Kato Seiji

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Kato
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Seiji
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Challenges and prospects for reducing coupled climate model SST biases in the eastern tropical Atlantic and Pacific Oceans : the U.S. CLIVAR Eastern Tropical Oceans Synthesis Working Group

2017-01-12 , Zuidema, Paquita , Chang, Ping , Medeiros, Brian , Kirtman, Benjamin , Mechoso, Roberto , Schneider, Edwin K. , Toniazzo, Thomas , Richter, Ingo , Small, R. Justin , Bellomo, Katinka , Brandt, Peter , de Szoeke, Simon , Farrar, J. Thomas , Jung, Eunsil , Kato, Seiji , Li, Mingkui , Patricola, Christina , Wang, Zaiyu , Wood, Robert , Xu, Zhao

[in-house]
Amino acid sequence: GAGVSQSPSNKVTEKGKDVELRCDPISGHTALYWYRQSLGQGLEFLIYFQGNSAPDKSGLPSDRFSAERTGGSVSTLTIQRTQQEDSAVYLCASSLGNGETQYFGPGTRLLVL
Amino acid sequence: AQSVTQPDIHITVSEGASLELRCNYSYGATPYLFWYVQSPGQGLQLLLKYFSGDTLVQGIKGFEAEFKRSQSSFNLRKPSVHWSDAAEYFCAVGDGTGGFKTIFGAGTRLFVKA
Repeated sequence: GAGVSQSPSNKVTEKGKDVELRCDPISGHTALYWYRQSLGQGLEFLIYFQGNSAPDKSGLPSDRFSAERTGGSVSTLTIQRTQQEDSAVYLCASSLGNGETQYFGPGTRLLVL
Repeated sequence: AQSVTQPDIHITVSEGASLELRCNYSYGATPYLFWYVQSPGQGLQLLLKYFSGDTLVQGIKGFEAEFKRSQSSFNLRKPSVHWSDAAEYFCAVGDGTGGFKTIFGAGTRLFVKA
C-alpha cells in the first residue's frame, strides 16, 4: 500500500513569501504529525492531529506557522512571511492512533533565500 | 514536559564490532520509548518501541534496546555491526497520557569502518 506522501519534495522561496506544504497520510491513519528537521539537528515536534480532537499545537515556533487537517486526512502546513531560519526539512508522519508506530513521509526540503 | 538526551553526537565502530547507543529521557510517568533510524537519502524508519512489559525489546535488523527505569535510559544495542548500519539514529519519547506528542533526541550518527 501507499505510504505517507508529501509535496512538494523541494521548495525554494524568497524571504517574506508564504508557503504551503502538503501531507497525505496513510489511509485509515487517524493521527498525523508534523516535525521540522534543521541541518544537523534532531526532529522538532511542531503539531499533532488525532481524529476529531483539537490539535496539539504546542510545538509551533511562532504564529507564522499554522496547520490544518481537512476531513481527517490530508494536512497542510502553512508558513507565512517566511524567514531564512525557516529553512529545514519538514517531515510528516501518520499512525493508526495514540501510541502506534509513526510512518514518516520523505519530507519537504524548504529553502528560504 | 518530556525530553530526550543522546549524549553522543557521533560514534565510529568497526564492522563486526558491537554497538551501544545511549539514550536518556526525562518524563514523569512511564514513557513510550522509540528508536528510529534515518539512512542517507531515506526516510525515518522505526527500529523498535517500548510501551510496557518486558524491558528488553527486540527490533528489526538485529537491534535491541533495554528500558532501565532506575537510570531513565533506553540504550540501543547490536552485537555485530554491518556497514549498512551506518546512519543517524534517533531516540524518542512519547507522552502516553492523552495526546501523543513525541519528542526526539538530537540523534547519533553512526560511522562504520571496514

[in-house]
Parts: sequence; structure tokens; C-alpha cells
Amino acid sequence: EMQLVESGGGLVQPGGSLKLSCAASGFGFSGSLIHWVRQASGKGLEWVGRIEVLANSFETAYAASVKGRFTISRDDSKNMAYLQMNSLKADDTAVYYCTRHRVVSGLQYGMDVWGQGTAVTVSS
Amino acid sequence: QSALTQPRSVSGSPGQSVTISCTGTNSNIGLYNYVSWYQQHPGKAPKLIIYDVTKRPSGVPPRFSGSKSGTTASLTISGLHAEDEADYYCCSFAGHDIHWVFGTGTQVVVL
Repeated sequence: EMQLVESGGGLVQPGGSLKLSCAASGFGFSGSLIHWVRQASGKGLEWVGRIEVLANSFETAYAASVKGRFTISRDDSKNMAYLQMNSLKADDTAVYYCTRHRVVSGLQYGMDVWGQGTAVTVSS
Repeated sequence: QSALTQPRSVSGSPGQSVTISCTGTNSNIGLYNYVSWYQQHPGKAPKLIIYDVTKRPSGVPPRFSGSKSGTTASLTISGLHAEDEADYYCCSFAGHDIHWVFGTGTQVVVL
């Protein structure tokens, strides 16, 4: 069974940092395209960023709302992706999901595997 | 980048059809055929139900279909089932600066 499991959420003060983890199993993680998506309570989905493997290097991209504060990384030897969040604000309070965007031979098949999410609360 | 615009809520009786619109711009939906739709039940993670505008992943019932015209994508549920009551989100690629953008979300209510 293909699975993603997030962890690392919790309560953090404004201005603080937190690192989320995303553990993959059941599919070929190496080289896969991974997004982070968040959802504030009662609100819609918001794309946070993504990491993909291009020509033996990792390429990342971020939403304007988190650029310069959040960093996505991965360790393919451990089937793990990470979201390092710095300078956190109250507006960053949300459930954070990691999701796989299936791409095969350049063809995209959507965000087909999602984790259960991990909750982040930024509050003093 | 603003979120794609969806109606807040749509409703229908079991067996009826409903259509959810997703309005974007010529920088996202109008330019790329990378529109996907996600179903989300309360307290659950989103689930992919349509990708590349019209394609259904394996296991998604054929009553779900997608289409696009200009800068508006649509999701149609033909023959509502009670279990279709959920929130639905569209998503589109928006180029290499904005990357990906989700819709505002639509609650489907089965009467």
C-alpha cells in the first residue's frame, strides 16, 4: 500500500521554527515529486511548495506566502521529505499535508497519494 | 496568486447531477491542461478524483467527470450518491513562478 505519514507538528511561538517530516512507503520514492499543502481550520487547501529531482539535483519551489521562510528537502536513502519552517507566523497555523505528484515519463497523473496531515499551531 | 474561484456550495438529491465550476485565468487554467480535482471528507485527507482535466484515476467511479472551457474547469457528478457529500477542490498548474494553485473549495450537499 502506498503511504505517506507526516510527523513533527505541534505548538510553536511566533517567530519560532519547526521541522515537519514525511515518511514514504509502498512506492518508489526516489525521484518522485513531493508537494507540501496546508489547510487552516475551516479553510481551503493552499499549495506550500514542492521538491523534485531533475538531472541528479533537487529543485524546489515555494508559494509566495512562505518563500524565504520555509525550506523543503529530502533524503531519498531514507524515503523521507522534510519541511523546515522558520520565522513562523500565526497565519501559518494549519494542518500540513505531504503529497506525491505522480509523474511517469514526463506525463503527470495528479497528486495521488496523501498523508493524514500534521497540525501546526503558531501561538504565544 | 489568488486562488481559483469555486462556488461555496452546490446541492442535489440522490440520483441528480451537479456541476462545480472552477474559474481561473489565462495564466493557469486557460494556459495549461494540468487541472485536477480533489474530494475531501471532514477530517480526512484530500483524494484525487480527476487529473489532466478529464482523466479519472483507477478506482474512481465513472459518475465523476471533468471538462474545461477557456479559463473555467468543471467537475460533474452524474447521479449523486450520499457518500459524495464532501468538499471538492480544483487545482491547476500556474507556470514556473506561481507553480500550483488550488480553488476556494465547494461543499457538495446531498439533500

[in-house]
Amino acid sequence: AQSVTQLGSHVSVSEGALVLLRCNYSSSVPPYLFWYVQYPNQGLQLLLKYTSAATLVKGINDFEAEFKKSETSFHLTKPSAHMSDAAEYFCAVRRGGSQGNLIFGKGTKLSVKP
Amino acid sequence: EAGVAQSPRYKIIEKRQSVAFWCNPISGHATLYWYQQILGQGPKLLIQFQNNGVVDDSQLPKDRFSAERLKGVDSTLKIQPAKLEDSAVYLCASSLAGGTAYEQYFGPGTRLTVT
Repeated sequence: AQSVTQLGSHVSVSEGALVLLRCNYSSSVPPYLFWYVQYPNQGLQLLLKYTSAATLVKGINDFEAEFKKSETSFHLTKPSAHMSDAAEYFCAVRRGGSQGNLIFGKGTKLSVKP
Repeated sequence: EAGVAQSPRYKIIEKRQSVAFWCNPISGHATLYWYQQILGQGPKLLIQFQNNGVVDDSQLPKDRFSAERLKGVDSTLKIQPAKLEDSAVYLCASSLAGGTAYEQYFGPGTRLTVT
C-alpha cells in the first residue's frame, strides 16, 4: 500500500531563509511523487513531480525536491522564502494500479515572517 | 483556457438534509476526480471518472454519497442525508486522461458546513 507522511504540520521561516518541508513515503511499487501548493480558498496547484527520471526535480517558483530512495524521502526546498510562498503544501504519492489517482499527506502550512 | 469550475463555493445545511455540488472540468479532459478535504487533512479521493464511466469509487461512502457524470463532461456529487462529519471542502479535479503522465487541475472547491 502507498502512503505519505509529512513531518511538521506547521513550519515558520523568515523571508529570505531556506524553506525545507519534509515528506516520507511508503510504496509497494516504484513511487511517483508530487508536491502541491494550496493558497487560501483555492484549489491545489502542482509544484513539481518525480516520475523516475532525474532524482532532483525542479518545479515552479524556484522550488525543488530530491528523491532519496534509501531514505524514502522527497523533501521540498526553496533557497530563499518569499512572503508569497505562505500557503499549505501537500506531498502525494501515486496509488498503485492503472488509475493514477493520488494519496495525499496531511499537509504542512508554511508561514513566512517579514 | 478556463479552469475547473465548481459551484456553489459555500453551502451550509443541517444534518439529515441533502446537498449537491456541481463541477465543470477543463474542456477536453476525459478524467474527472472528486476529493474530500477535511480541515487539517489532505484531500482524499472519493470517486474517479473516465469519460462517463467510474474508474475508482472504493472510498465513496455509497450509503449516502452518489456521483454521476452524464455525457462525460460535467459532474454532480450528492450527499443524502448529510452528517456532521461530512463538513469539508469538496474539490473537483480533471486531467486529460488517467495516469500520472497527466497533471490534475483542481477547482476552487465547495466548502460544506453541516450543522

Well-known problems trouble coupled general circulation models of the eastern Atlantic and Pacific Ocean basins. Model climates are significantly more symmetric about the equator than is observed. Model sea surface temperatures are biased warm south and southeast of the equator, and the atmosphere is too rainy within a band south of the equator. Near-coastal eastern equatorial SSTs are too warm, producing a zonal SST gradient in the Atlantic opposite in sign to that observed. The U.S. Climate Variability and Predictability Program (CLIVAR) Eastern Tropical Ocean Synthesis Working Group (WG) has pursued an updated assessment of coupled model SST biases, focusing on the surface energy balance components, on regional error sources from clouds, deep convection, winds, and ocean eddies; on the sensitivity to model resolution; and on remote impacts. Motivated by the assessment, the WG makes the following recommendations: 1) encourage identification of the specific parameterizations contributing to the biases in individual models, as these can be model dependent; 2) restrict multimodel intercomparisons to specific processes; 3) encourage development of high-resolution coupled models with a concurrent emphasis on parameterization development of finer-scale ocean and atmosphere features, including low clouds; 4) encourage further availability of all surface flux components from buoys, for longer continuous time periods, in persistently cloudy regions; and 5) focus on the eastern basin coastal oceanic upwelling regions, where further opportunities for observational–modeling synergism exist.